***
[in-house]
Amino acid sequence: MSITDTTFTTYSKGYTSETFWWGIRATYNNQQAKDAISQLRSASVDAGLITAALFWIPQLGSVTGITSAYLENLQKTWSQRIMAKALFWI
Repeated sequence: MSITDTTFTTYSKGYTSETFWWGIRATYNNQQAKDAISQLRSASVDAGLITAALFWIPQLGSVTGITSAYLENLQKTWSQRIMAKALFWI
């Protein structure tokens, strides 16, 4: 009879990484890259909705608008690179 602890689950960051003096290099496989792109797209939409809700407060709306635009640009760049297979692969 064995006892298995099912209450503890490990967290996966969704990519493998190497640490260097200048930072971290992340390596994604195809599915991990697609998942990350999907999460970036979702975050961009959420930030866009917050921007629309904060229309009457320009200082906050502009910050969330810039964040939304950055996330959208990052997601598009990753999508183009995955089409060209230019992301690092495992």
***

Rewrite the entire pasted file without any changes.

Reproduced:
[in-house]
Amino acid sequence: MSITDTTFTTYSKGYTSETFWWGIRATYNNQQAKDAISQLRSASVDAGLITAALFWIPQLGSVTGITSAYLENLQKTWSQRIMAKALFWI
Repeated sequence: MSITDTTFTTYSKGYTSETFWWGIRATYNNQQAKDAISQLRSASVDAGLITAALFWIPQLGSVTGITSAYLENLQKTWSQRIMAKALFWI
């Protein structure tokens, strides 16, 4: 009879990484890259909705608008690179 602890689950960051003096290099496989792109797209939409809700407060709306635009640009760049297979692969 064995006892298995099912209450503890490990967290996966969704990519493998190497640490260097200048930072971290992340390596994604195809599915991990697609998942990350999907999460970036979702975050961009959420930030866009917050921007629309904060229309009457320009200082906050502009910050969330810039964040939304950055996330959208990052997601598009990753999508183009995955089409060209230019992301690092495992």